Employment and Crime

VI. Conclusion

The question of the relationship between employment and crime has a long history in criminology and dates back to the earliest studies of crime beginning in the mid-19th century. Empirical criminology has repeatedly confirmed the presence of an inverse correlation between employment and crime, and research that has addressed the selection and feedback problems in a compelling way points to the correlation as a causal one. However, as noted earlier, the strength of the employment–crime correlation is not nearly as impressive as a number of theoretical accounts would suggest. Neither has research successfully pinpointed the precise theoretical mechanism for the correlation. Nevertheless, there is sufficient evidence to date that continued exploration of this relationship is justified that would illuminate the causal pathway.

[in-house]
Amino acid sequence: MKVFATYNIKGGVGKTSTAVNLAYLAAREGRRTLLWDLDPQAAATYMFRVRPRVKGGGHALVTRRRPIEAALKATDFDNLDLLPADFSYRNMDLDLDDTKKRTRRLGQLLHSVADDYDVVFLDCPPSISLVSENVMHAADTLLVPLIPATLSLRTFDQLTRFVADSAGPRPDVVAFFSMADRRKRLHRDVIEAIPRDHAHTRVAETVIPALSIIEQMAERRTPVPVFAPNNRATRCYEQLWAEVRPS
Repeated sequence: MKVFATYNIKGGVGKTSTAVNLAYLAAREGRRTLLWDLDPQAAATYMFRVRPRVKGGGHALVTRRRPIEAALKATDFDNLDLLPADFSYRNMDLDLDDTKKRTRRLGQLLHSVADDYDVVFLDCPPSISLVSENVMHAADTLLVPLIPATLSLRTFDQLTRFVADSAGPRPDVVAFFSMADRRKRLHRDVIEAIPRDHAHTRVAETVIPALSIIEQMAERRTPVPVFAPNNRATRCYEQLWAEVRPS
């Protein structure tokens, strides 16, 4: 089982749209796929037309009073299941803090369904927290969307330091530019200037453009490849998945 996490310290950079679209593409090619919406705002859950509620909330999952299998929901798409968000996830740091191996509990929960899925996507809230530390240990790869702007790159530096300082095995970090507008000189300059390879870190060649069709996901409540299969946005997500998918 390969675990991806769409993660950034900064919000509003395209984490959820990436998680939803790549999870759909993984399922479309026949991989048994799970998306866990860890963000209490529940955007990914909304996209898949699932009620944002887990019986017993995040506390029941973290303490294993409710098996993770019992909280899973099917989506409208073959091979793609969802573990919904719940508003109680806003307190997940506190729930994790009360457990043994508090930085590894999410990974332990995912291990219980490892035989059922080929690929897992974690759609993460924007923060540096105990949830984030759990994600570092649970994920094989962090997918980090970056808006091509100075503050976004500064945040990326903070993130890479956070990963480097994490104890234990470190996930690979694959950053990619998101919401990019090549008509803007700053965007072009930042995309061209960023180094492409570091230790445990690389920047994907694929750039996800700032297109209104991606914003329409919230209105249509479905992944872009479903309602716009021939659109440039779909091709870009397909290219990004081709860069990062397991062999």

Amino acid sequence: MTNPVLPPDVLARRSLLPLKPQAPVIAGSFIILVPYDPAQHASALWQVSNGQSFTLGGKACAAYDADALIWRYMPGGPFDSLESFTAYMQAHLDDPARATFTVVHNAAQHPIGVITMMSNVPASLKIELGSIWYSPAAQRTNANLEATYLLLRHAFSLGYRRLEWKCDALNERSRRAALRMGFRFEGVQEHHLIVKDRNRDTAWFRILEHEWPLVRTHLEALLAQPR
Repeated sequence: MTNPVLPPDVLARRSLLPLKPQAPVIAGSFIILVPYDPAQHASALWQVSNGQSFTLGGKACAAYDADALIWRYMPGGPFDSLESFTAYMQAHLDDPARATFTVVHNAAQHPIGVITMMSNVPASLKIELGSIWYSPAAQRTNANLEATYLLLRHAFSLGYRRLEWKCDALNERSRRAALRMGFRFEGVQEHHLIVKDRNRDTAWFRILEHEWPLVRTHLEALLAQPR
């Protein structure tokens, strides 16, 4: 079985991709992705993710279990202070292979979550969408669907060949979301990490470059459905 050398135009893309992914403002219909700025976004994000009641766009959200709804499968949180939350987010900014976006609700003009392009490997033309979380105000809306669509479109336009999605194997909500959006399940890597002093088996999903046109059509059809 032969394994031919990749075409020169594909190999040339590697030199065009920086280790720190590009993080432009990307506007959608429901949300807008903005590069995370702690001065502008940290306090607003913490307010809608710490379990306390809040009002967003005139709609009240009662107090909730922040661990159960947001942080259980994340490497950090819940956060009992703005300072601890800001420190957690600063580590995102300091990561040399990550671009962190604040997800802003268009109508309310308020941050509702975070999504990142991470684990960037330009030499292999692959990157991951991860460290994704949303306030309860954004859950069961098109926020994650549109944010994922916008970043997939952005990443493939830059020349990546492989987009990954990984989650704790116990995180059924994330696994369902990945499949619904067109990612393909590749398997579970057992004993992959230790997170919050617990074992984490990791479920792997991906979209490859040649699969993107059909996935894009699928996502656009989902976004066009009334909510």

A handful of more recent studies have endeavored to do just that by considering heterogeneity in the employment– crime relationship. These studies are based on the presumption that employment may not have the same crime control benefits for all members of a population. The population average treatment effect of employment on crime will not be meaningful if it is not representative of the group average treatment effect for any identifiable subgroup in the target population. It could be, in other words, an average over a possibly wide range of subgroup averages. Relatively more recent studies have found that the strength of the employment–crime correlation varies as a function of the aggregate labor market context (Crutchfield & Pitchford, 1997), specific characteristics of the job (Staff & Uggen, 2003), and individuals’ offending history (Apel et al., 2007; Farrington et al., 1986; Thornberry & Christenson, 1984). Studies such as these identify important pathways for further empirical and theoretical exploration.

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